I've never liked to go for a doctor's visit. I'm always nervous and I always over dress. I feel like I am going to be on display. I worry about everything from having bad breath to ' is the skin on my elbows too rough'. I'm just not an up close and personal type of woman. I don't like to be poked and prodded even if that is what I pay them for. And I hate the waiting. However I do go for my regular check ups.
But after my last visit, it may be my last visit.
Allow me to elaborate on my not so pleasant experience at my doctor's office the other day...
After a very short wait in the main waiting room they called my name and then put me in a white room with a chair, a cabinet with a small sink, a rolling stool and an exam table. Now this sounds pretty normal so far doesn't it? I thought so too.
The next logical step would have been that after a wait of no less than twenty minutes, the doctor would come through the door with my chart in hand.
He didn't. Thirty minutes crawled by and still no one came. Each time I heard a voice outside my door I would cough or clear my throat really loud..in case they had forgotten me...but still no one came. Forty minutes elapsed. I could feel the hair on my legs starting to grow back. I just knew that I was going to sweat, even though the thermostat was set to ten below zero. Was my mascara smudged? Did I have lipstick on my teeth? I pulled up my shirt just to make sure I had worn my good bra. I looked down at my toes peeking out from my sandals. 'Ohhhhh! my toes are turning blue. I need to see a doctor,' I thought. Then I remembered that I had used some of my granddaughter's nail polish. Funny, it had looked pink last night though.
Finally after an hour of this unmitigated torture, I marched to the door and opened it a crack and stuck my head out. "May I please go to the bathroom?" I squeaked to the lady sitting at the desk nearby.
She said of course and that I would be the next patient seen by the doctor.
And, sure enough, she was wrong. I returned from the bathroom and sat down to wait some more. I counted the cotton balls in the jar on the table. I rearranged the tongue depressors in the cup. I took out all the rubber gloves and refolded them and returned them to the box. I memorized the emergency fire exit map on the wall. I memorized the eye chart. ( I can now pass an eye exam from way across the street, if the need should ever arise.)
I read the notice taped to the door. Do Not Sit Or Play On Rolling Stool! Hmmm. Defiantly I sat down on it. That felt good. So I sat on it again, rolled myself across the room and then spun it round and round and round. It made me get dizzy and sick to my stomach. Guess that's why they said don't do that!
Now I don't claim to be the sharpest knife in the drawer, but even I know this is not your normal waiting time in a doctor's office.
I was becoming more and more agitated by the minute. I climbed up onto the exam table and mussed the pillow and wrinkled the paper sheet. I paced the floor. I chewed a whole pack of gum. I made a game of seeing how many pieces I could get into my mouth at one time. I looked at the clock again. I had been in this windowless, five by seven room for exactly one hour and forty seven minutes. Broken and exhausted, I finally sank back into my chair, wound my hands in my hair and began to rock back and forth humming to myself, "Noooo--boddddy knooows the tru--ble I see..."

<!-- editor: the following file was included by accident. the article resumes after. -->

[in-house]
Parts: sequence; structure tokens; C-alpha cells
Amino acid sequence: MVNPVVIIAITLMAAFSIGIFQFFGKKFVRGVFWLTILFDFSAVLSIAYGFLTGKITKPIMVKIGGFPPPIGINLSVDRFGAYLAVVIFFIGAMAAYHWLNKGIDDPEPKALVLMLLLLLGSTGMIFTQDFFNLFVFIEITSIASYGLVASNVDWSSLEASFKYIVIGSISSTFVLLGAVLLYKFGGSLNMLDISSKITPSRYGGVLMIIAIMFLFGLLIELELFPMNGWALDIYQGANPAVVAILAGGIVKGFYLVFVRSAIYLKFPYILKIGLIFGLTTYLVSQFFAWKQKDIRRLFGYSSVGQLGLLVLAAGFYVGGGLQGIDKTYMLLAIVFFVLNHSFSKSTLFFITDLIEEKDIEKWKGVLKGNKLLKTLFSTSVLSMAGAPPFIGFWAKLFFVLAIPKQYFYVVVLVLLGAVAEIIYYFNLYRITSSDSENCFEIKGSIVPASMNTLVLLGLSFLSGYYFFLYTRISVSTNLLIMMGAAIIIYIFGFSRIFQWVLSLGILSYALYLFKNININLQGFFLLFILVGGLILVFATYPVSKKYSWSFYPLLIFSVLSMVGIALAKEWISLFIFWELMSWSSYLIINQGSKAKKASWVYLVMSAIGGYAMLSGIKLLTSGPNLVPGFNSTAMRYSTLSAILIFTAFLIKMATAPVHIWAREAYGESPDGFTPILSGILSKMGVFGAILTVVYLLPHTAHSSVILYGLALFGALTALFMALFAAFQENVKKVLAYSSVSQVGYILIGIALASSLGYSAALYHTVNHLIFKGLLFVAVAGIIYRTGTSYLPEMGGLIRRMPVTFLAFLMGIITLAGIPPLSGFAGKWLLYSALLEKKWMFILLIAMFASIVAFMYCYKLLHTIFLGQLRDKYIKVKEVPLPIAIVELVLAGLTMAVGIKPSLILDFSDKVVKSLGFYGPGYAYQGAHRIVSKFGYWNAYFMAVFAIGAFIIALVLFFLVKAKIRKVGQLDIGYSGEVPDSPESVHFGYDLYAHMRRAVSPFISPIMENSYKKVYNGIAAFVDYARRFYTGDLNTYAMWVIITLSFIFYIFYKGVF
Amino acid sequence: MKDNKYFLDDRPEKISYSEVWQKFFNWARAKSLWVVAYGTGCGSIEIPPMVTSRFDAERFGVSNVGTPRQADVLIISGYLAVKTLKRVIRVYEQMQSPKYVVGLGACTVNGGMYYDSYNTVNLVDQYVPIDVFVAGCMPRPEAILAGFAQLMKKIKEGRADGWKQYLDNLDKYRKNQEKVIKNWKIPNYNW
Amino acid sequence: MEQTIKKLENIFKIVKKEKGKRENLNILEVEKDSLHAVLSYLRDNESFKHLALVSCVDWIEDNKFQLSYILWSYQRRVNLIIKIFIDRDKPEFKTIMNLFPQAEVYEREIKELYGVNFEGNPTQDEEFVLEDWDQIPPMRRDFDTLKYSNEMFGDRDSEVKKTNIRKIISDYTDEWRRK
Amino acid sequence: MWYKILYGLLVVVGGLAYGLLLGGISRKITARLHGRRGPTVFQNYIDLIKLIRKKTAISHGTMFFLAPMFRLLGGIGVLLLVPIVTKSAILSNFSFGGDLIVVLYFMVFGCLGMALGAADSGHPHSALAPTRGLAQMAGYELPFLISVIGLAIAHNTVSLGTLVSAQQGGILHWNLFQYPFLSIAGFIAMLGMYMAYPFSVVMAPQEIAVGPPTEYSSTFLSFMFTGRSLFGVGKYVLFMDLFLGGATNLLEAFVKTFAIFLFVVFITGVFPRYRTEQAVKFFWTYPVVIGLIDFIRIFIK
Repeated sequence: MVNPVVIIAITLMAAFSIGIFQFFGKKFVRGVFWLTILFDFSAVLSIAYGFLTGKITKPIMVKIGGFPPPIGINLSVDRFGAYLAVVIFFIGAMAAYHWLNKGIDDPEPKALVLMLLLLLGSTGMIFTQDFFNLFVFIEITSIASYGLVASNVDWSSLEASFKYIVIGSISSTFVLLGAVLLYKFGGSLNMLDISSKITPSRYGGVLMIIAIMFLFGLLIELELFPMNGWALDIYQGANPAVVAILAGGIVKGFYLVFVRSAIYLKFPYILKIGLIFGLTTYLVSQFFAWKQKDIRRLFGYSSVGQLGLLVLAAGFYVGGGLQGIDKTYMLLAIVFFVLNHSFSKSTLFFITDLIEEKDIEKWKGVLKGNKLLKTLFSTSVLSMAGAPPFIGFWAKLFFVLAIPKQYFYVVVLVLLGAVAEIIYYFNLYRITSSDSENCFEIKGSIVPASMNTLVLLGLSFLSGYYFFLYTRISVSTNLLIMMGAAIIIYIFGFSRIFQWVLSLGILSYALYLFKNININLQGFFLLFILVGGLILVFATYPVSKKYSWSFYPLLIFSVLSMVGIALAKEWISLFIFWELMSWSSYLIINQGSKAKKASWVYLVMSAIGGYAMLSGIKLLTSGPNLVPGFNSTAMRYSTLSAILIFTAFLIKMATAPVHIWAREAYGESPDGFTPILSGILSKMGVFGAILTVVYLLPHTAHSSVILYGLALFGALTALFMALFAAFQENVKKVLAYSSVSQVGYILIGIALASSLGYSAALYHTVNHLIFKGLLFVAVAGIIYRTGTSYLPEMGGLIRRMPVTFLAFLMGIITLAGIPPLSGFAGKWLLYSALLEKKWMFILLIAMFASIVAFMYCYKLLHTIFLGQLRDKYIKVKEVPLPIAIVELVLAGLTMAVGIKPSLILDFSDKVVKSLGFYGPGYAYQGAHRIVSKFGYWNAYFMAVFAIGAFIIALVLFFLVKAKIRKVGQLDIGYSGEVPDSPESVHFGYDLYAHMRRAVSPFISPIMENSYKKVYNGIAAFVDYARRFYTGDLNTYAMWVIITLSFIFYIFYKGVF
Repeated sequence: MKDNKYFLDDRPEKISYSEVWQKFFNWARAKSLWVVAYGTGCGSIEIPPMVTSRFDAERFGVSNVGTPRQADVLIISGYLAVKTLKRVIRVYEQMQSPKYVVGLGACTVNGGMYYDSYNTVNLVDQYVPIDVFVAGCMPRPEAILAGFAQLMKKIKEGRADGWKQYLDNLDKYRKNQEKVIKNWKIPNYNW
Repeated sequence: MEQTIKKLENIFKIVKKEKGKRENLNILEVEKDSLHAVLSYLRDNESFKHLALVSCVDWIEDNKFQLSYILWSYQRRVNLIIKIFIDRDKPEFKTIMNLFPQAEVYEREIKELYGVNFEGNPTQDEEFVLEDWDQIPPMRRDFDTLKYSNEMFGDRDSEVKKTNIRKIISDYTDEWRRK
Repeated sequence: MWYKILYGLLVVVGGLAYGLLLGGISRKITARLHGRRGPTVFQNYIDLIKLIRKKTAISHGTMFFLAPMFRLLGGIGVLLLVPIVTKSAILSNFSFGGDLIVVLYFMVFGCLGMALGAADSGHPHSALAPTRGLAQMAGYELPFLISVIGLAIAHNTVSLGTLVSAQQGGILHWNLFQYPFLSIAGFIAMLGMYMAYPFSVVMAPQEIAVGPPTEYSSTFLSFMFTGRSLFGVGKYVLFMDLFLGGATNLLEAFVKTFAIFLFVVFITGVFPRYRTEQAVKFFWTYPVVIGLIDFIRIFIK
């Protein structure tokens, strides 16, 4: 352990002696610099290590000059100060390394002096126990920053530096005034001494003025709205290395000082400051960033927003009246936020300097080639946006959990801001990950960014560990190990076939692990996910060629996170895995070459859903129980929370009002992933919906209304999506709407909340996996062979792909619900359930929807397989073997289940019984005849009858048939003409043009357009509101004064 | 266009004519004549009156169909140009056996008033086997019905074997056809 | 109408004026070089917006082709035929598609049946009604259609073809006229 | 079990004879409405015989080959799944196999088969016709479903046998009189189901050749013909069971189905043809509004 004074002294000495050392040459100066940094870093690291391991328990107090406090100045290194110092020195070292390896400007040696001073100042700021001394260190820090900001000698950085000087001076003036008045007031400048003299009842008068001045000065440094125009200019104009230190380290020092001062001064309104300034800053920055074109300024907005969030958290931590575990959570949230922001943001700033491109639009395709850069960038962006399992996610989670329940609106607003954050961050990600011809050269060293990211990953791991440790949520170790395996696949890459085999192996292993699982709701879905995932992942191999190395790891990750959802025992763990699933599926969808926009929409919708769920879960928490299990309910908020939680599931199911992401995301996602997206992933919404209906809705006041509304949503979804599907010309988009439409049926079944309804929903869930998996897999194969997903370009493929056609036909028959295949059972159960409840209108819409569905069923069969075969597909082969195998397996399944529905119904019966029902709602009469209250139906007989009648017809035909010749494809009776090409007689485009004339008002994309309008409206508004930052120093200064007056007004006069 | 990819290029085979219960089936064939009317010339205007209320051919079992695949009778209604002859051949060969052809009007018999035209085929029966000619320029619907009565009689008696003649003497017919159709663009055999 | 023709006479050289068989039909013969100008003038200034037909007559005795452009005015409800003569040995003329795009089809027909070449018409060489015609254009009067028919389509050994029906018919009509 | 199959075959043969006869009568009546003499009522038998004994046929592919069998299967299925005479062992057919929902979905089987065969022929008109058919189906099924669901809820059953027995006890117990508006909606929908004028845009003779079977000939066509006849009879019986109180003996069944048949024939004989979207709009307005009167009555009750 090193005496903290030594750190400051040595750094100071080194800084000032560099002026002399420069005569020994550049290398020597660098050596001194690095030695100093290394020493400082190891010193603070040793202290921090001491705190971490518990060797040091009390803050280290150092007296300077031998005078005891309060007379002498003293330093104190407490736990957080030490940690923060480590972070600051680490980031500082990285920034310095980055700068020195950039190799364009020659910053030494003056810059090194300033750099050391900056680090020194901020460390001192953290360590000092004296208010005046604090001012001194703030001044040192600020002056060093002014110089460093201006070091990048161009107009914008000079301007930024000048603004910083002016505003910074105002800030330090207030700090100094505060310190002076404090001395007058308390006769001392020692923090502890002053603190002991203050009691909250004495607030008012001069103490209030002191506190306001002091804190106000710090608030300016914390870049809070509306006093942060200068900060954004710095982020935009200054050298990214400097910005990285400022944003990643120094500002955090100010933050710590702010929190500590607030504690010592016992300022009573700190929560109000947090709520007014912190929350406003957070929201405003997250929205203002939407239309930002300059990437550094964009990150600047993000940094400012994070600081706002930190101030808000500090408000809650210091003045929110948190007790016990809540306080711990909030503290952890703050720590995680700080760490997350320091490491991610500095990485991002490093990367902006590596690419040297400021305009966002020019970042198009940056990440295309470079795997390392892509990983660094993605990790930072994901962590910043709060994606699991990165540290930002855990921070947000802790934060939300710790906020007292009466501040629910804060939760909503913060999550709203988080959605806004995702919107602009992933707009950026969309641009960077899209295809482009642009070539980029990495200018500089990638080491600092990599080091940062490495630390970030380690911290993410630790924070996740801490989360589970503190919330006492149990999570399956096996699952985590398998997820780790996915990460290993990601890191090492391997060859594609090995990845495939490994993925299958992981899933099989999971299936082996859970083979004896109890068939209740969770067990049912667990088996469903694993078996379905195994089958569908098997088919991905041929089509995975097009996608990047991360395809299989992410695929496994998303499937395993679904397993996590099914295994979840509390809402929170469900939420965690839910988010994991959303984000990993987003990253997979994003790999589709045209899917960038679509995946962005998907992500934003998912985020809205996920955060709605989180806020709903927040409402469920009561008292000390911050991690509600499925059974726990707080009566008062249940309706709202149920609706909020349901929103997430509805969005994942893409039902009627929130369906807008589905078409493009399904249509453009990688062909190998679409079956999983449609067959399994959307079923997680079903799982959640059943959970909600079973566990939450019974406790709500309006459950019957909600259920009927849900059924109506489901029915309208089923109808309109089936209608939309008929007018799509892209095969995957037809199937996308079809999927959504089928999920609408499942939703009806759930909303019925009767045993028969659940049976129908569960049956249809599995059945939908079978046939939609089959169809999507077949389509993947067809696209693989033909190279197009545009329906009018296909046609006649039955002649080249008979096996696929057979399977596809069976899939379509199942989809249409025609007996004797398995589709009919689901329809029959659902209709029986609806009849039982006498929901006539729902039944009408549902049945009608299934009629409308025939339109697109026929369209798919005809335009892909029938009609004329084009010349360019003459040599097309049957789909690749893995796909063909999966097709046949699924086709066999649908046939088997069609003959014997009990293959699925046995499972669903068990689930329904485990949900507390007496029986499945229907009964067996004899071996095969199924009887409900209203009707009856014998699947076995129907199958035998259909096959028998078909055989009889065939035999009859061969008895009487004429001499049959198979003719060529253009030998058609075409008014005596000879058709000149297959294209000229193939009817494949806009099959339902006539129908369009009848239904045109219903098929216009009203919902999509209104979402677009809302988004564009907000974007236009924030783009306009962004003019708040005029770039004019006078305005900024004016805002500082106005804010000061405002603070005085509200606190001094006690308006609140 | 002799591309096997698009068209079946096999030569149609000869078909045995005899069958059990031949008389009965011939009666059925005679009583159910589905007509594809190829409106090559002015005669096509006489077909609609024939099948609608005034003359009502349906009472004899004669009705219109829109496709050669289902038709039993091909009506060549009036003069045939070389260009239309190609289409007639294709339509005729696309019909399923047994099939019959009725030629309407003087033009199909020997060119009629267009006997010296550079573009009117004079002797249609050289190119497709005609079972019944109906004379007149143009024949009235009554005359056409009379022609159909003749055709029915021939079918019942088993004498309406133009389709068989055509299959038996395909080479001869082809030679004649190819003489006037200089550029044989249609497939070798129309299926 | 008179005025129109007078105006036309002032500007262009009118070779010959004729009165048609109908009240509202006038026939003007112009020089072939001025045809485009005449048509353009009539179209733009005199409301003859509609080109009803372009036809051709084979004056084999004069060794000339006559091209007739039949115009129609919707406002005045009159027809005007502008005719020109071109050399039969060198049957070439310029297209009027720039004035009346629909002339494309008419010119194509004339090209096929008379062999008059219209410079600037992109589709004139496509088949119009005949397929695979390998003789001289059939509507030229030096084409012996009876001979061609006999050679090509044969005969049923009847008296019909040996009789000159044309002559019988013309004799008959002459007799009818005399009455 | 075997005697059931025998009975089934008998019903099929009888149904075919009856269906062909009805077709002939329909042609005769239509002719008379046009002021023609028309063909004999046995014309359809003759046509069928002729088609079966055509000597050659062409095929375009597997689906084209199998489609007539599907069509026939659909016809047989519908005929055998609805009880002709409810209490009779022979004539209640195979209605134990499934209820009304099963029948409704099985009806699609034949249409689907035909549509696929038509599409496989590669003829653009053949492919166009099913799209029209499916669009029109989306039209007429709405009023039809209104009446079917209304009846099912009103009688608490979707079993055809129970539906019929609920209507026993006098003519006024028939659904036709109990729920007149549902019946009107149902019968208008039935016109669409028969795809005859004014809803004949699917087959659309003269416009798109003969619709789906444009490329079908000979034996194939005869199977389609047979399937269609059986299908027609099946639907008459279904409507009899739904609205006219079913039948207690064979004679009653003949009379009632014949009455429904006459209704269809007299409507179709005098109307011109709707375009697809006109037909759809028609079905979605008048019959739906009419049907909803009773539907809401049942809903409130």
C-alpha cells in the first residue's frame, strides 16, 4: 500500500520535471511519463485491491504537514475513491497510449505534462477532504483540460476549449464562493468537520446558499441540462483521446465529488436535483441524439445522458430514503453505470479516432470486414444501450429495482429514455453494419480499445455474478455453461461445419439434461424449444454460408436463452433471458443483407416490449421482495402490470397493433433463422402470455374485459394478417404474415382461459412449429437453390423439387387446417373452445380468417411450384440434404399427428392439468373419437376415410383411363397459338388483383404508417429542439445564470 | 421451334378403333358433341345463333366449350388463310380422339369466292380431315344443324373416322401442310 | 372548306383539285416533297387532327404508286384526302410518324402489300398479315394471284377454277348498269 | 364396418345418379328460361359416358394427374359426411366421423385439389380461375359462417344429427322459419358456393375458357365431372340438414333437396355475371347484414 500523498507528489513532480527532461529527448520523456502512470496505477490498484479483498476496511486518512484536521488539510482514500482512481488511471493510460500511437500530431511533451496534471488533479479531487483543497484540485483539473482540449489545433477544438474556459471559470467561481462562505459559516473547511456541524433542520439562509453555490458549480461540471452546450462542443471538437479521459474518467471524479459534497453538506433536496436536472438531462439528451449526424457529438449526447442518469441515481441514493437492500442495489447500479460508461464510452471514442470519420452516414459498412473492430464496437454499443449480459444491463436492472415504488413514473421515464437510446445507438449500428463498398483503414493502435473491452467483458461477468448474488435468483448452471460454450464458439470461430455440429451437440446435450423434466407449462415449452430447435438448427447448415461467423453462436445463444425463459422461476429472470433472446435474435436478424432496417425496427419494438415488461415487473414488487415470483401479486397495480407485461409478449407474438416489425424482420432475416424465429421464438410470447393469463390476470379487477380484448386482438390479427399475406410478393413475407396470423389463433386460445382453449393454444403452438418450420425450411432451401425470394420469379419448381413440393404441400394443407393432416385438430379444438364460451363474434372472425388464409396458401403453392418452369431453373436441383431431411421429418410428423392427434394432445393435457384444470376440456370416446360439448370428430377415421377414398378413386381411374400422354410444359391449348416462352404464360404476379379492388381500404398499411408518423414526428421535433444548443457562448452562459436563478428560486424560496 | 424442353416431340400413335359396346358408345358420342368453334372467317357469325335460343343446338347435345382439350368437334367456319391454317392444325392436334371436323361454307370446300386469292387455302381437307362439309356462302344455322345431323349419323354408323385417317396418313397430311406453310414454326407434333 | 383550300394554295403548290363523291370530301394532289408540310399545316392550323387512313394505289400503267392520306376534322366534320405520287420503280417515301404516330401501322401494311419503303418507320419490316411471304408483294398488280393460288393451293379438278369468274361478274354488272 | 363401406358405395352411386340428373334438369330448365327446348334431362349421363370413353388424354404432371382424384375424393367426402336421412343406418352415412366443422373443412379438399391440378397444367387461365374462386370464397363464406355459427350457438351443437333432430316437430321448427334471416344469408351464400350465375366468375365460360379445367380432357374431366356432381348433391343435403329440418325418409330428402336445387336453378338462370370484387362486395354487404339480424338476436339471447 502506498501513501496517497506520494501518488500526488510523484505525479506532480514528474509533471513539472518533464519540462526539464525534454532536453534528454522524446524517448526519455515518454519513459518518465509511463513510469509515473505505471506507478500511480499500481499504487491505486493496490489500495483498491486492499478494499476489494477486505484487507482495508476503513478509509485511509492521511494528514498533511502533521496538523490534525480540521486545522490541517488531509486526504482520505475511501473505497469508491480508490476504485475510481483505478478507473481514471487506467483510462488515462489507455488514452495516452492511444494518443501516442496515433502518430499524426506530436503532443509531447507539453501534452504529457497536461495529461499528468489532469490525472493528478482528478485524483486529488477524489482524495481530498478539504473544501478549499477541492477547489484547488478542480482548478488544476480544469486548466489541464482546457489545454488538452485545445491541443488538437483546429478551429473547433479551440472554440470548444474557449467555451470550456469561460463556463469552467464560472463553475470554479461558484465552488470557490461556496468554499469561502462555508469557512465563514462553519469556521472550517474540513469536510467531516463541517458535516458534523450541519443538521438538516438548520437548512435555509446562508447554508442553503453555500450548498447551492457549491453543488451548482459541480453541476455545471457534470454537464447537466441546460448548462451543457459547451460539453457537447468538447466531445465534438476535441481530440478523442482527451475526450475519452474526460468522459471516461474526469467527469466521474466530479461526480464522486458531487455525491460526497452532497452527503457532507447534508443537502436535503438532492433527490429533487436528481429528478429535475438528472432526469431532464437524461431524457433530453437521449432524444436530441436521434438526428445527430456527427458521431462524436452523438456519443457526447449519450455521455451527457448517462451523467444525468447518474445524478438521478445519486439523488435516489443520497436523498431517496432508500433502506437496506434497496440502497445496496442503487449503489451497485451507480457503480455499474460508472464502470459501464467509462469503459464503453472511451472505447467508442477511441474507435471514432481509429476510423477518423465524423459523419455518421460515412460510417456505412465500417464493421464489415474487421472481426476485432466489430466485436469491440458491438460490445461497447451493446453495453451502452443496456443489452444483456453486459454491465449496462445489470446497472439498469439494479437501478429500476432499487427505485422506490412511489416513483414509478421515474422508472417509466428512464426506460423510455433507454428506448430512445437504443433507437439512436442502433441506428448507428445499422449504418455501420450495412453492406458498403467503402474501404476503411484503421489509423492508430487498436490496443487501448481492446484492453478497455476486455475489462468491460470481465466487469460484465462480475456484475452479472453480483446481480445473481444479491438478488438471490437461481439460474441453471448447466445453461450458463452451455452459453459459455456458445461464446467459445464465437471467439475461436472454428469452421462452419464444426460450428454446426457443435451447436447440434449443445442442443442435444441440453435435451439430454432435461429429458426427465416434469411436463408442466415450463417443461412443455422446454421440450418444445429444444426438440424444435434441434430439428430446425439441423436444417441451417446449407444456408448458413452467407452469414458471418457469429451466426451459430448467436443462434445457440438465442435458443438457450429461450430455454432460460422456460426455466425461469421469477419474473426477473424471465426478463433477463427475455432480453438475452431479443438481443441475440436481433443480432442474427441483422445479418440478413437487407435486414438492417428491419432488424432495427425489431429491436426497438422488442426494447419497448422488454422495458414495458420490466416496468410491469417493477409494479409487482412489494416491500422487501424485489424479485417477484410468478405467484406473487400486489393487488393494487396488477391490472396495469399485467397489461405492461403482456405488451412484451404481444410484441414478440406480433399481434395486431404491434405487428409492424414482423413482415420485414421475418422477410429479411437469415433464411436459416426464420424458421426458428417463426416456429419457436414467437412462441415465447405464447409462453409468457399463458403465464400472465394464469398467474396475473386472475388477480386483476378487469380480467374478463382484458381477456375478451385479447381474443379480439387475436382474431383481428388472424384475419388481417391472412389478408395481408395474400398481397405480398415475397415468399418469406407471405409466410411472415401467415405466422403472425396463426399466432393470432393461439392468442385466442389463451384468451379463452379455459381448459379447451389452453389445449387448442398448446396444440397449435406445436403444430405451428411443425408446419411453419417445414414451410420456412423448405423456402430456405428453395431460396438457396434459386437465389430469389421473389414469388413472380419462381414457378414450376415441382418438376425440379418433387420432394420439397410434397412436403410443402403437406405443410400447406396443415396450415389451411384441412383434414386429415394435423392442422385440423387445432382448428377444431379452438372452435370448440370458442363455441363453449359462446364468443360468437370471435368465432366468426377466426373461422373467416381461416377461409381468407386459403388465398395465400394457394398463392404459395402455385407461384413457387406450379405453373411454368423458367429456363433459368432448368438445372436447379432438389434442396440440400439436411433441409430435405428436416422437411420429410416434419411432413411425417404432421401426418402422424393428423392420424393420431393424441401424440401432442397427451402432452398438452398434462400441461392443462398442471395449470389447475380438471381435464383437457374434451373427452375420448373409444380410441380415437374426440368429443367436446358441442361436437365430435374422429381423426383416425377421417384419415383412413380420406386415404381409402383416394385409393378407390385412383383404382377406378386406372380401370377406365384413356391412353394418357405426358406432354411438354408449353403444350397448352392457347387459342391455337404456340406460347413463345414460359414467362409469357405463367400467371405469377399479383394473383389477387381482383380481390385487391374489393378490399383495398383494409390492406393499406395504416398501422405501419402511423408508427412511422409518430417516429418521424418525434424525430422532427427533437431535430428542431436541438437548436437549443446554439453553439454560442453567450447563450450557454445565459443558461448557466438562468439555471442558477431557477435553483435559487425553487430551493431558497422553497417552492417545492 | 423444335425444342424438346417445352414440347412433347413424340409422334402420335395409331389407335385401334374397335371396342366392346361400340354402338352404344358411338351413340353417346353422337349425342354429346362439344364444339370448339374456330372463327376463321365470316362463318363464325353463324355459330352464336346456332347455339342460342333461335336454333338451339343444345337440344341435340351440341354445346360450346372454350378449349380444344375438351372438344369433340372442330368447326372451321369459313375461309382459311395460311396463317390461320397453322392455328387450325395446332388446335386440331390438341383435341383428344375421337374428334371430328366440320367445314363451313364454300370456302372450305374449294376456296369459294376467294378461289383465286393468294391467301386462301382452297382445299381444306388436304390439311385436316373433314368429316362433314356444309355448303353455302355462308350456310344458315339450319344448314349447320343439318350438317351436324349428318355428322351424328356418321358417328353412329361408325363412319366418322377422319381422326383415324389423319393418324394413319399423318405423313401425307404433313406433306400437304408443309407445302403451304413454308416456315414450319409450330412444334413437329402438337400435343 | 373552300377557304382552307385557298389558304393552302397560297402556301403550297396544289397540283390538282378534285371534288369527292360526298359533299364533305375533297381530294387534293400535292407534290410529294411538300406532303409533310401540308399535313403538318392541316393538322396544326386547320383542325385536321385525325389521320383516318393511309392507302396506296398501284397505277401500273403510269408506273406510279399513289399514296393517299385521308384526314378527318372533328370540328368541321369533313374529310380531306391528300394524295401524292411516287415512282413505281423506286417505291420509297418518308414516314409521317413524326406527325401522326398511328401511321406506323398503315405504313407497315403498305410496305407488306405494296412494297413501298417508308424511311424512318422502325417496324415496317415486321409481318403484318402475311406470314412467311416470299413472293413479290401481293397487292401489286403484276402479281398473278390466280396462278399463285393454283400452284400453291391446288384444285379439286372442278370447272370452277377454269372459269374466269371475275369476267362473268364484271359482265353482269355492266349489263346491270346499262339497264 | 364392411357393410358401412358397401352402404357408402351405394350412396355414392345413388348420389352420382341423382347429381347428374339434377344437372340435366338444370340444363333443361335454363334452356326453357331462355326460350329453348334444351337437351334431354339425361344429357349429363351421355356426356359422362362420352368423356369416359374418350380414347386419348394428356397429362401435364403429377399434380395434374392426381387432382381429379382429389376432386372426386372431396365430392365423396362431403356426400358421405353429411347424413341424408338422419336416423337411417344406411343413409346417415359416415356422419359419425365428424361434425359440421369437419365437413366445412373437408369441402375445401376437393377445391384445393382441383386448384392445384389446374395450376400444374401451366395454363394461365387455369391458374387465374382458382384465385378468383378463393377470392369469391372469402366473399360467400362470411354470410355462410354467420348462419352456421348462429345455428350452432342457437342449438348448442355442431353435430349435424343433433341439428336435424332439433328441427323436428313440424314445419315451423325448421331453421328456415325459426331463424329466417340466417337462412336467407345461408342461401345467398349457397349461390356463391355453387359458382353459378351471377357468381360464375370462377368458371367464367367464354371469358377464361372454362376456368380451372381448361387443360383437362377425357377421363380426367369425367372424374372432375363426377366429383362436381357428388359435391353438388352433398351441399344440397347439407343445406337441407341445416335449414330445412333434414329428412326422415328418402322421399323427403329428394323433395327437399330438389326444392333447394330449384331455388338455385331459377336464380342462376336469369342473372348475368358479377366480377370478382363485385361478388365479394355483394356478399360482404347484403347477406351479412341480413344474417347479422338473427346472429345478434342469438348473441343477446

The door opened and the doctor came in, looking around the room in an odd way. "I am so sorry you had to wait so long," he apologized.
"Oh that's quite alright, it wasn't a problem." I lied through my teeth, hoping he wouldn't notice the claw marks on the inside of the door. (boy, I can be so phony sometimes all in the name of good manners)
After he checked my vitals, banged me on my knee with the hammer, stuck the ice-cold stethoscope to my back, he wrote something in my chart. Then he informed me that I needed a B12 shot. "And maybe something for that cough," he added. "Wait here and I'll be right back" he said heading toward the door.
This was more than I could bear. I flung myself to the floor, latched onto his ankle with a death grip and began to sob. "Don't leave me in here again. I can't take this room anymore I screamed as he walked down the hall, dragging me behind him, attached like a third limb to his ankle. He looked at his nurse and shook his head. He whispered something to her, then handed her my chart.
'"Where would you prefer the shot, Dear? in the arm or hip?" the nurse asked.
"Right here in the hall," I said.
I didn't care if she stuck it in my eye...so long as I didn't have to go back into That Room! Ever Again!
Studies have been concluded, and it is now a scientifically proven fact that waiting two hours in a white room will make you crazy.
Leeuna Foster is a Marketing Strategist, Author and Poet. She has been writing for two decades and her short fiction and poetry have won several national and regional awards. She is also a member of SouthernHumorists.com If you enjoy Southern humor, visit her website: http://www.southernfriedwriters.com
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